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Most overrated and underrated universities in Britain? watch

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    Underrated - Surrey, Southampton, Brunel
    Overrated - Manchester, UCL
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    (Original post by Hollywood Hogan)
    Rankings don't define prestige. Nottingham is held almost in the same regard as Warwick and Bristol by graduate employers traditionally. Few universities have ever been described as a prime alternative to Oxbridge, only Durham and Nottingham, by the Times. It is people like you who are giving students, who download UK rankings and select Lancaster, Exeter or Heriot Watt from the good ranking over Manchester and Nottingham, false hope and less prosperous career prospects in the elite fields like Law and Banking. By prestige Nottingham is still a top 10-12 university, that will never change, not now, nor in 50 years time. The tariff points average is also expected to increase year on year at Nottingham, and 440 points is good given that the university has 24,000 undergraduates, Durham has 16,000, UCL has 16,000, St Andrews has 9,000.
    Nottingham was ranked 171 in the world in the THE rankings just a few days ago. Nobody has heard of Nottingham outside the UK. Many universities have campuses, SGUL, RCSI have campuses abroad. I don't think people define them as elite universities.

    440 tariff points is still quite low. It just means the average student from Nottingham did not do as well on their A-levels as students from St Andrews, UCL and Durham and a whole slew of other universities.
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    (Original post by Okorange)
    Nottingham was ranked 171 in the world in the THE rankings just a few days ago. Nobody has heard of Nottingham outside the UK. Many universities have campuses, SGUL, RCSI have campuses abroad. I don't think people define them as elite universities.

    440 tariff points is still quite low. It just means the average student from Nottingham did not do as well on their A-levels as students from St Andrews, UCL and Durham and a whole slew of other universities.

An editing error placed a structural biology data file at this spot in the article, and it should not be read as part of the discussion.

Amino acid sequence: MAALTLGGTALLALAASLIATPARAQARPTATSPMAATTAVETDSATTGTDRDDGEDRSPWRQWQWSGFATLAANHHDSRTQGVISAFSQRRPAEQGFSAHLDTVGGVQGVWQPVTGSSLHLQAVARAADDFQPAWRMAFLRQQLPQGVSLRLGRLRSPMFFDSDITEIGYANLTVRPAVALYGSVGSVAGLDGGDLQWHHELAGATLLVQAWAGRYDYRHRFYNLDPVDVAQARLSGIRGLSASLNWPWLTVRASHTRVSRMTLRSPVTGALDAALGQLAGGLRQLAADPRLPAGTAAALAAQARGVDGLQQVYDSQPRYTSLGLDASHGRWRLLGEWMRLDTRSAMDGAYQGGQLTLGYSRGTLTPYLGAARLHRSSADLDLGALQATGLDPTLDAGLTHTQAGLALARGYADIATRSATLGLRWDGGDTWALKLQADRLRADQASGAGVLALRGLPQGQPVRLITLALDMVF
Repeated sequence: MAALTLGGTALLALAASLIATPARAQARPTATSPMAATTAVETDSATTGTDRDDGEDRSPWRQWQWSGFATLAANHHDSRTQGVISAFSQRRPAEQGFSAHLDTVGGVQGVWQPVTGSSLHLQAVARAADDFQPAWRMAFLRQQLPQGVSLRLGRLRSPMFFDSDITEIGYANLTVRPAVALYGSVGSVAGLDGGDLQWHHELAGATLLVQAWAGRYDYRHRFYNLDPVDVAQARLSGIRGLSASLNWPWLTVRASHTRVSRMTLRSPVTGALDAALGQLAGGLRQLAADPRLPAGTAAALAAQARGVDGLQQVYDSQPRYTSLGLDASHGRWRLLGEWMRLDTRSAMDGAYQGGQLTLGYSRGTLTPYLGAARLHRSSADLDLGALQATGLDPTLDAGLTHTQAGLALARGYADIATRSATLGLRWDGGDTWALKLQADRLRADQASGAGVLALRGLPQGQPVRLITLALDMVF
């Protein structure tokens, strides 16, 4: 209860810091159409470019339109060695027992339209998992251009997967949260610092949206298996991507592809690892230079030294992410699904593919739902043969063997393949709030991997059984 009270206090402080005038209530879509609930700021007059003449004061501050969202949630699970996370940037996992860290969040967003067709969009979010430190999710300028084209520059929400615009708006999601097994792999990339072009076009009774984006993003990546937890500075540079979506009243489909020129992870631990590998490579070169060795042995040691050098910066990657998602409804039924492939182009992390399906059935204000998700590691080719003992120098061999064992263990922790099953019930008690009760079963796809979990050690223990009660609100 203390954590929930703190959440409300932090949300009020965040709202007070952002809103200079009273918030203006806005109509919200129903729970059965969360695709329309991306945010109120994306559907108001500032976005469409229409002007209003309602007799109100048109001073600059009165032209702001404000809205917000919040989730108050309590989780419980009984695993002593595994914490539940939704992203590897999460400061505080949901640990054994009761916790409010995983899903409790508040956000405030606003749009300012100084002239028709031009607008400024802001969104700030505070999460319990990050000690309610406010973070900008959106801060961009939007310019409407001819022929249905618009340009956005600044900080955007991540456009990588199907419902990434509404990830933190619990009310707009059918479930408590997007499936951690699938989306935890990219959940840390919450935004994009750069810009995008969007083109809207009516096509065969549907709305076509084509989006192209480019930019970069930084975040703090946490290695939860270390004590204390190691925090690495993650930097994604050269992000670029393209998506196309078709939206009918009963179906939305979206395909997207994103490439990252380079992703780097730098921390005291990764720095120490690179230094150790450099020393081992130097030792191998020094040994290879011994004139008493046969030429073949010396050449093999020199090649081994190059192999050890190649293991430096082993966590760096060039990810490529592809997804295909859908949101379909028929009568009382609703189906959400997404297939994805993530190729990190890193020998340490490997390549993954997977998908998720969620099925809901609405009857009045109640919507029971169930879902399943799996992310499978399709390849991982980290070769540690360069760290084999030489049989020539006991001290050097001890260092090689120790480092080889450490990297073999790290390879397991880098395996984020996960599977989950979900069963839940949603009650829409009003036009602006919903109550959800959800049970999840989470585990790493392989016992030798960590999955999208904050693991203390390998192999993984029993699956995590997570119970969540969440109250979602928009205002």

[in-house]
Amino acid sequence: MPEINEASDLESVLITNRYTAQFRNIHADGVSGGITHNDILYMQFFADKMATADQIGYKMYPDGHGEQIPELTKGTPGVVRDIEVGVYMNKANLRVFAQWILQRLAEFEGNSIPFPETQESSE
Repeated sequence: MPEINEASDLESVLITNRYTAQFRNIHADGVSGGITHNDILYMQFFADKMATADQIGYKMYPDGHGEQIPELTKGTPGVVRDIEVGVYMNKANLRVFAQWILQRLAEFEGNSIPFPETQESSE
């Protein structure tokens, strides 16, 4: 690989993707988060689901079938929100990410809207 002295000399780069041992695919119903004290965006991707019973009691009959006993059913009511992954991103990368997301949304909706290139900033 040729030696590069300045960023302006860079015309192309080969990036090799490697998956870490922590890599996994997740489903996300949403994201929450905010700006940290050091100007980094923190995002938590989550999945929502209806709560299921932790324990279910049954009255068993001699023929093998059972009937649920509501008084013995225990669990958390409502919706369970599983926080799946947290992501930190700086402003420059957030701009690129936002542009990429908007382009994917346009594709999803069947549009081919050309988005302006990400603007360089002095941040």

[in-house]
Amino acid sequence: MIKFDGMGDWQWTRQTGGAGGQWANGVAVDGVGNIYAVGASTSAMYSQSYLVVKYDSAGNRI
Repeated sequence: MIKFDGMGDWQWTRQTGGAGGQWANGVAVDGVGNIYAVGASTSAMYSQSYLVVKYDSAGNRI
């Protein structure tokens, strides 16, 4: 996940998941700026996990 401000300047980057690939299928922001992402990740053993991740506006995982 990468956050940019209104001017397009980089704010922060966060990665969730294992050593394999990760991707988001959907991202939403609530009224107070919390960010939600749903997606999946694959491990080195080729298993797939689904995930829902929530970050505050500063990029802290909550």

24,000 undergraduates will never equate to 500 plus tariff points, even if it were Oxbridge. Also the university has said they will increase the average to 460 points minimum over the next 5 years.
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    (Original post by Hollywood Hogan)
    24,000 undergraduates will never equate to 500 plus tariff points, even if it were Oxbridge. Also the university has said they will increase the average to 460 points minimum over the next 5 years.
    Yeah it would. If Oxbridge increased its enrollment even if it doubled it would be taking students who would've otherwise gone to UCL, St Andrews, Durham, Warwick, Imperial and LSE. Their Tariff would have dropped slightly but would still be well over 500.
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    (Original post by Okorange)
    Yeah it would. If Oxbridge increased its enrollment even if it doubled it would be taking students who would've otherwise gone to UCL, St Andrews, Durham, Warwick, Imperial and LSE. Their Tariff would have dropped slightly but would still be well over 500.
    Maybe and maybe not. Either way, only the ''G5'' universities are super elite. St Andrews isn't even a UK top 10, and Durham is miles behind UCL.
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    Overrated: Warwick, Oxford, Birmingham and Leeds

    Underrated: Nottingham, Essex, Lancaster and Open Uni.

    On a worldwide scale:

    Overrated: Ivy League and Russell Group universities.

    Underrated: The majority of unis in Europe, Canada, Australia, China and Japan
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    (Original post by Hollywood Hogan)
    Maybe and maybe not. Either way, only the ''G5'' universities are super elite. St Andrews isn't even a UK top 10, and Durham is miles behind UCL.
    Not according to UCAS tariffs.